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Jared Leto's Voice is Not a Thing

By Petr Knava | Think Pieces | May 9, 2017 |

By Petr Knava | Think Pieces | May 9, 2017 |

So I was watching that Blade Runner 2049 trailer yesterday, and despite my burning love of the original movie and equally potent hatred for sequels that arrive decades later for seemingly no reason I have to say…I was kinda digging it.

The synth.

The imagery.

The Gosling (he’s got his faults, but that stoic-yet-vulnerable badass shtick of his seems well suited to a Blade Runner movie if you ask me).

Combining all that with the knowledge of the Villeneuve and Fancher of it all meant that, yeah, the trailer was doing its job very well. I was excited. Aroused. Teased. Stoked. Enthused. In short, I was quite fucking enraptured, alright?


Except for that voice-over.

The trailer opens with an ominous synth blast and the retro hum of a flying car. Then that voice-over intones, ‘Every civilization…’

And then a second’s dramatic pause before it resumes with…something.

Something it took me three tries to hear. I had to move the clip back and replay it three times and then really, really laser-beam focus before I could register that next line.

Because Jared Leto’s voice? It’s nothing.

I can’t think of a better way of putting it. There’s plenty of hate out there—some justifiable, some less so—for Leto, so this is not me adding to that. This is just a cold appraisal of a mystical entity that confuses me.

It’s not just me, right? Jared Leto’s voice—it’s not a thing? Not just in this trailer, but in everything he’s ever been in.

Even on the opening, ‘Every civilization…’ bit of the trailer I was struggling. And that had the hook of being the by-its-very-nature intriguing first line of a trailer.

Actors usually have voices. Their voices act too, often in very distinctive ways.

Harrison Ford swaggers; Ryan Gosling mumbles something that’s probably compelling?; James Earl Jones booms with authority; Cate Blanchett oozes mystique; Sam Elliott narrates; Viola Davis tells you what’s what; Liam Neeson threatens; Frances McDormand is compassion; Catherine Keener condescends; Rosario Dawson makes you want to go along with whatever the hell she might be up to that day; Tommy Lee Jones huh? what d’you say, Tommy?

To a greater or lesser degree, actors have voices. I know that Jared Leto has a voice too. Like, academically, I get that that’s a fact.

But also no.

After finally hearing Leto’s voice in that Blade Runner trailer I did a little experiment: I paused the clip and I firmly tried with all my might to hold his voice in my mind. It was gone again within half a minute. Like trying to trap neutrinos in the palm of your hand it evanesced with apparently zero effort. Attempting to replay his line in my head in his voice just led to the line playing in that version of my own voice that exists in my head. You know the one. The cooler version of what you actually sound like. Then I tried Leto’s line in Harrison Ford’s voice in my head. That worked fine. Of course it did. Because Harrison Ford’s voice is a thing.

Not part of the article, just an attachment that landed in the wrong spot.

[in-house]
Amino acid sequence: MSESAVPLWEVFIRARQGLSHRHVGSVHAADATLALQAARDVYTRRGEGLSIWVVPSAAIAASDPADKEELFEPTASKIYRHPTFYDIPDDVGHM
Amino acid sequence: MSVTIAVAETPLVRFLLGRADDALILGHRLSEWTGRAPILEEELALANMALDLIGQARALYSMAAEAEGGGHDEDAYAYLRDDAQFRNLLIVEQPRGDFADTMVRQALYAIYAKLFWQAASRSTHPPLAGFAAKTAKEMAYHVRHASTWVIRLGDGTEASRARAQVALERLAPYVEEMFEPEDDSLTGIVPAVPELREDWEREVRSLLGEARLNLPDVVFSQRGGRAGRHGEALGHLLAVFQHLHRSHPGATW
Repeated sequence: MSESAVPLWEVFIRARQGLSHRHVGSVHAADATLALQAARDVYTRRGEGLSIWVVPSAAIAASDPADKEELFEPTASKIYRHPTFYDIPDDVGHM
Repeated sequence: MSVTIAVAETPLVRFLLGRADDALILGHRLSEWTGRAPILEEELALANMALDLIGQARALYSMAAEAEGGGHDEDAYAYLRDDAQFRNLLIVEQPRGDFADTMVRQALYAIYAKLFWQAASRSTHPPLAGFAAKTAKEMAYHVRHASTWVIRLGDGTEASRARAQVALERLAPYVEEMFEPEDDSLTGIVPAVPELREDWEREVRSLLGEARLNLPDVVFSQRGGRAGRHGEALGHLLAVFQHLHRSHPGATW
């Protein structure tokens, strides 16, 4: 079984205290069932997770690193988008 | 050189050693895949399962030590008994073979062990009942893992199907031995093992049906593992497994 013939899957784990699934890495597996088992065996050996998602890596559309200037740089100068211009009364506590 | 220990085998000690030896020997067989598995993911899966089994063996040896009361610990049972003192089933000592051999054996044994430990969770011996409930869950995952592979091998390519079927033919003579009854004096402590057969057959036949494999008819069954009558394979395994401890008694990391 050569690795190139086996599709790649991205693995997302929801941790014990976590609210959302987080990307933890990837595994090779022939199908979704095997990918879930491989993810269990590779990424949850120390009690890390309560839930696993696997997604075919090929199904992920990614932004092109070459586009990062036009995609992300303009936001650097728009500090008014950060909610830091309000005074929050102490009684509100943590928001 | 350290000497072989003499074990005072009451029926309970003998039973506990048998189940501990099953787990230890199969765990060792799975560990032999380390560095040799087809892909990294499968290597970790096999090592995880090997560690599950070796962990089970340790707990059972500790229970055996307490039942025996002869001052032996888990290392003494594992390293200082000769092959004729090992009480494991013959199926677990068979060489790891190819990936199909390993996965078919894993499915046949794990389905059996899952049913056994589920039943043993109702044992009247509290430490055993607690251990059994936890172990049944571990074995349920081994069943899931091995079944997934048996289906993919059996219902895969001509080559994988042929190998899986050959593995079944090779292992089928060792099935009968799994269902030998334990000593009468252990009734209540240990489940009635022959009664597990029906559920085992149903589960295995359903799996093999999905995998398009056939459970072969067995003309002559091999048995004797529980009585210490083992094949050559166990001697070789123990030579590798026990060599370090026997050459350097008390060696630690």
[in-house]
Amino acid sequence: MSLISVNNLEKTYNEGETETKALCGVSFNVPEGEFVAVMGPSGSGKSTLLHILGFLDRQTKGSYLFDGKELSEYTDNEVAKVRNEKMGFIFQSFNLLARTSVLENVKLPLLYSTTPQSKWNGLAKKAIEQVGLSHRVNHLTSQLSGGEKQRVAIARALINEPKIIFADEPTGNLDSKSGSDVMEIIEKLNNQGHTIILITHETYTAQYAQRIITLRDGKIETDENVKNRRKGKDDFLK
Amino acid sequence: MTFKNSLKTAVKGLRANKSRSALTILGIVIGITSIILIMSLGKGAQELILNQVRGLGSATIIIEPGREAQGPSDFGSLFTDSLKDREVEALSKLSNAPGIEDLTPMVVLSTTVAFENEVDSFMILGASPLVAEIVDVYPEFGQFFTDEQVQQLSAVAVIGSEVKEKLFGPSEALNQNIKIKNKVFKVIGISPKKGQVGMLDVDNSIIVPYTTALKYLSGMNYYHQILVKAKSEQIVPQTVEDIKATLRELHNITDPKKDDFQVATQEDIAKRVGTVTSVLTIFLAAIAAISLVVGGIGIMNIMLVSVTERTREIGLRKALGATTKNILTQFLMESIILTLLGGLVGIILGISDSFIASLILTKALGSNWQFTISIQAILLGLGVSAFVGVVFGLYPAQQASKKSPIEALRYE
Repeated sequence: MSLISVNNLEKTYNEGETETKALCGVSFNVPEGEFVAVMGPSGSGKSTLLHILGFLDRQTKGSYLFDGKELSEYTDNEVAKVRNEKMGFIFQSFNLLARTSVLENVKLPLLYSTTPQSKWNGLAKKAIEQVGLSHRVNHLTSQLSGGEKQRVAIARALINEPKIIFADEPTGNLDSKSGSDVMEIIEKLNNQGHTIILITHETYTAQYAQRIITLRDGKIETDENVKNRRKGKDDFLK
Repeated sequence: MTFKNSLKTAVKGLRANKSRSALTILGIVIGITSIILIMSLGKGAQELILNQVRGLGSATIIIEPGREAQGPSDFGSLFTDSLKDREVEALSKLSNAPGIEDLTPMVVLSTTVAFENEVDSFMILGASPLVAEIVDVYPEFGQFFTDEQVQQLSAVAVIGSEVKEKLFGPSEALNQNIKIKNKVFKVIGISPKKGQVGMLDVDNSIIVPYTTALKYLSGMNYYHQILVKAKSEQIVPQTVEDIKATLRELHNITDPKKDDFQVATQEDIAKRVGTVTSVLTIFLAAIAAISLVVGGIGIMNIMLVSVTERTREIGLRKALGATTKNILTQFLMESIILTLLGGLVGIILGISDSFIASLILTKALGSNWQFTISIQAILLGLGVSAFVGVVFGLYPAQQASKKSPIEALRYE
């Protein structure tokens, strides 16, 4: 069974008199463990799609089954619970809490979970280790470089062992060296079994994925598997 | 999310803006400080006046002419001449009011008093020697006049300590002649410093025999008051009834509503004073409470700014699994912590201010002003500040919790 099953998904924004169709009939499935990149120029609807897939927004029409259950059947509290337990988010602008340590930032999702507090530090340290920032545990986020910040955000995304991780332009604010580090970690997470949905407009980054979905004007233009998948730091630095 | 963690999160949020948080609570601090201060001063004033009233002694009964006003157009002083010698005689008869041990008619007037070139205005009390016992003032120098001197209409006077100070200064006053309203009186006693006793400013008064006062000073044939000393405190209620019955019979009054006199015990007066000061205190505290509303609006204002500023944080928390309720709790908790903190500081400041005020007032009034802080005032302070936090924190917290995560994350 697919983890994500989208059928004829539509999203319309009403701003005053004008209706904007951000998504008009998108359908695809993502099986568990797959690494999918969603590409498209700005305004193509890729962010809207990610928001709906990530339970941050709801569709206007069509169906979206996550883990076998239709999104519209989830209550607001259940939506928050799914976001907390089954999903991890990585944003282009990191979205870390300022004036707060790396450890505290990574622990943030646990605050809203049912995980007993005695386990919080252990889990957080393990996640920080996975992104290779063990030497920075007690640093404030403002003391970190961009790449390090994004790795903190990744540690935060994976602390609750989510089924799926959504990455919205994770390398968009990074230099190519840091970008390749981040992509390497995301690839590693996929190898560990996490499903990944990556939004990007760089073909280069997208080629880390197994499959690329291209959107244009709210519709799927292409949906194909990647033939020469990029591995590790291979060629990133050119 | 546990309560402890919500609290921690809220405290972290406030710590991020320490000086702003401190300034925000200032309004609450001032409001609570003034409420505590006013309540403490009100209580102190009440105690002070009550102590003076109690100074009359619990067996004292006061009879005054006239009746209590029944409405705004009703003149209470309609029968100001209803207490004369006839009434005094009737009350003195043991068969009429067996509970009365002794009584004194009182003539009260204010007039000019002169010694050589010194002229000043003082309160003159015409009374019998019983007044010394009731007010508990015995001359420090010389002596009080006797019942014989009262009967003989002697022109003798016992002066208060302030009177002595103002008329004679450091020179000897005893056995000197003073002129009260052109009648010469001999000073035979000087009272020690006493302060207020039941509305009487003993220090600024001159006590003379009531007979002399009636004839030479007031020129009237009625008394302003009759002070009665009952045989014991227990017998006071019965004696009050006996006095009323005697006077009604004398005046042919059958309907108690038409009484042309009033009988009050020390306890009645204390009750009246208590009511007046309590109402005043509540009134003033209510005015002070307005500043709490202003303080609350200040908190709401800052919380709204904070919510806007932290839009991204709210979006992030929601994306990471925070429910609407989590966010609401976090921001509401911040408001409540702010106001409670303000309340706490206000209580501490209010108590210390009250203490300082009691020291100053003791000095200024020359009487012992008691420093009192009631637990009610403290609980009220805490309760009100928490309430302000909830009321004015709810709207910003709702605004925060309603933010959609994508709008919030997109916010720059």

I tried others.

Leto’s line in Kevin Corrigan’s voice? Fine.

Leto’s line in Alison Brie’s voice? A-ok.

Leto’s line in Sigourney Weaver’s voice? A-yup.

Shit I managed to hear Leto’s line in my head in Dustin’s voice.

And I don’t have a single fucking clue what Dustin sounds like!

But I bet his voice is a thing.

I went back and replayed the Blade Runner clip again to hear the results of Jared Leto’s voicebox vibrating in his throat; his tongue and his lips forming those vibrations into words I understood. Again I tried to hold it, and again it escaped with nary a trace like a minuscule kitten’s fart. The words remained, but the voice did not. Like the elision of physical states as separate dimensions collide and a momentary cosmic smoothing happens—which is a nonsense sequence of words describing nothing that I’ve just made up, which I bet nonetheless still has a sound that’s more of a thing than Jared Leto’s voice.

Put it this way: I heard it about 20 seconds ago and again it’s gon—oh, no wait, I think I got it!

No, nevermind, that was Dustin’s again.


Petr Knava
lives in London and plays music

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Petr is a staff contributor. You can follow him on Twitter.